About this Course & the Lumbee and Tuscarora Community

Sometimes history comes alive best “up-close” and “personal.”  We identify and even become more invested in people, places, and things by actually getting a true sense of how and why they are important – and to whom.  The Lumbee and Tuscarora people are kin but identify themselves differently for political and historical reasons. No member of the Robeson County Indian community was called “Lumbee” before 1953, and so it is not really accurate to call the totality of our history “Lumbee.” Yet instructor Malinda Lowery has called the course—and this website—”Lumbee” to help make the subject more readily identifiable to outsiders. But the site and the course features voices from Tuscaroras as well. And we know that while none of our ancestors called themselves Lumbee, some did call themselves Tuscarora. Yet that does not change the fact that after the late 1940s many accepted the name Lumbee as a designation for themselves and, by default, for their ancestors as well. (For more on the complexities of respecting all of our ancestors and their labels, see here).

A primary goal for our Lumbee History Course was to creatively and interactively uproot students from an academic setting and make them in many ways uncomfortable with trying to understand their topics from the characteristically narrow research perspective.  We hope that this digital, interactive way of exploring history opens up to ways of knowing Lumbee history.  The community’s history  in Robeson and adjoining counties has a living importance to the Lumbee Indians that is unmistakable.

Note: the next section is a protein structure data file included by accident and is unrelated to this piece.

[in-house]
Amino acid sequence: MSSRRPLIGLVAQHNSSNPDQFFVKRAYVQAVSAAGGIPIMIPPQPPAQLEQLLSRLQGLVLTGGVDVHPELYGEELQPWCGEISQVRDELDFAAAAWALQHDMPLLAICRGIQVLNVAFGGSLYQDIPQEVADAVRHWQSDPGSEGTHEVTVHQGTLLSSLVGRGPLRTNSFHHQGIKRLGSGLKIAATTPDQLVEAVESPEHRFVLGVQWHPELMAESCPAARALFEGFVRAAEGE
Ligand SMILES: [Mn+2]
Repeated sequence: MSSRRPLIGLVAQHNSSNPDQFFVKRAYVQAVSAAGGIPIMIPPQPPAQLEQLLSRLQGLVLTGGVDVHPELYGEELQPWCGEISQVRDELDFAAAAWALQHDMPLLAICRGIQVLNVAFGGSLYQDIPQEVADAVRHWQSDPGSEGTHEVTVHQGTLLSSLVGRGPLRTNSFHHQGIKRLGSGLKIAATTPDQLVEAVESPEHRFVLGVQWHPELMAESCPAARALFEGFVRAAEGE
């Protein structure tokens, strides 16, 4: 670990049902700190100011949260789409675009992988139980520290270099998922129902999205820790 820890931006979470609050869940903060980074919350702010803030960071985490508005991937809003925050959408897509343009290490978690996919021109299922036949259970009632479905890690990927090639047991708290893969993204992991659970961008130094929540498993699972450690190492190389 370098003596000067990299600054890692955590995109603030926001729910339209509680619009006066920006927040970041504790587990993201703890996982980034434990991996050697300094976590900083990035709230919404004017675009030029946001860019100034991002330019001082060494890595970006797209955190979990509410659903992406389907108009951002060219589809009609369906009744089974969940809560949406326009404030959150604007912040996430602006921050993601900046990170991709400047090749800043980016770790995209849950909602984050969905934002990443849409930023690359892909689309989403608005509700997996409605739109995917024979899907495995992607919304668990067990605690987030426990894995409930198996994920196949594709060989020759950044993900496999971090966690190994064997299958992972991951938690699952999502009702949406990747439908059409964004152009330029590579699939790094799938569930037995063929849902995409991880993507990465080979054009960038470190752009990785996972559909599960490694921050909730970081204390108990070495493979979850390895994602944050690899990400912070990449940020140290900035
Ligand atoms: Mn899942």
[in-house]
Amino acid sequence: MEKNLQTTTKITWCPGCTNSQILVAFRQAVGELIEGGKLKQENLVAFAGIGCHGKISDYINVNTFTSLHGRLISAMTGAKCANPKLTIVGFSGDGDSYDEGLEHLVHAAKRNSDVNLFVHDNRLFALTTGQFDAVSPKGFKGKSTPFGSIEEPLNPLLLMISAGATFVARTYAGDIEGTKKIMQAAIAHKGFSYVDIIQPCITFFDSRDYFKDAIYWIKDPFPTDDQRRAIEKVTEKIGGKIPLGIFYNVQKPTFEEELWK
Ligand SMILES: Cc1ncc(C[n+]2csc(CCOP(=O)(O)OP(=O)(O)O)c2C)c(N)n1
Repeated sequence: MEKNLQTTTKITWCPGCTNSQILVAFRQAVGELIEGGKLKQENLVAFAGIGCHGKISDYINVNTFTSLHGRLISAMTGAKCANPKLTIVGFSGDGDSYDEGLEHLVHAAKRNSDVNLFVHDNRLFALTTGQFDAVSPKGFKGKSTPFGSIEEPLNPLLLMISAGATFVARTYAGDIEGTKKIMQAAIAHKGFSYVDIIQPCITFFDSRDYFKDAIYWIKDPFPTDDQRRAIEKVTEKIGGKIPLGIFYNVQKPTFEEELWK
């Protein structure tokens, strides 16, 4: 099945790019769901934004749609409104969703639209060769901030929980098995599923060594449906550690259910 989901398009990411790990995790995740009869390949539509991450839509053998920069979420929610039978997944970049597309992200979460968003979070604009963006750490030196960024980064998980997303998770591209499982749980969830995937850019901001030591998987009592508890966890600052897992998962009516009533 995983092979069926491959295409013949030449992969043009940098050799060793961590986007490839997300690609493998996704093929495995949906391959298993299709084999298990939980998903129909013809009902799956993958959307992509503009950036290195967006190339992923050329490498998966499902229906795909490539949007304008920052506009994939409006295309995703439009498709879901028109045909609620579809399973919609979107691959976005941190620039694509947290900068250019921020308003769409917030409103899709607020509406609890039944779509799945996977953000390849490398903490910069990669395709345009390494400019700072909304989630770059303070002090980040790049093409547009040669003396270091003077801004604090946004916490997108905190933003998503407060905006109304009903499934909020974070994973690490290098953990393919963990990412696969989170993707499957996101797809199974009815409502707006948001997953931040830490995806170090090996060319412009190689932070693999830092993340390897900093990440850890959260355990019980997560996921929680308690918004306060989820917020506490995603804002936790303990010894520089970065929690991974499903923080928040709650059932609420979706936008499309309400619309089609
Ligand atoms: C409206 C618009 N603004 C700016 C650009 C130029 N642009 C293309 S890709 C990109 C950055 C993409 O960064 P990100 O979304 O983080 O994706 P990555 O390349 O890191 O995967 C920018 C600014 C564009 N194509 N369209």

The site is a reflection of our work in class and is not endorsed by any tribal entity, nor does it represent the views of any organization or group. We are on a learning adventure together to explore the myriad resources available about the Lumbees, and to create some new resources of our own.

The course syllabus is here: HIST234syllabus2013

Other Resources

[coming soon!]


We have many people to thank for guidance and assistance; this list is just the start.

From the Lumbee and Tuscarora homelands: Jefferson Currie II, Pura Fe, Corey Lowery, Clint Lowery, Mary Ann Jacobs, Jeff Maynor, Waltz Maynor, James Arthur Jones, and every one of the 290+ members of our Facebook group (Lumbee History Photo Identification Project)!

At UNC and beyond: Clyde Ellis, Josephine Humphreys, Amy Locklear Hertel of the American Indian Center, Pam Lach of the Carolina Digital Humanities Institute, Matt Turi of the Southern Historical Collection, Vaughn Booker of ITS, Bob Henshaw and Gina Platz of the Center for Faculty Excellence, and Leslie Parkins of APPLES.

There are so many others, soon to be named, who have contributed to this effort. Thank you all.

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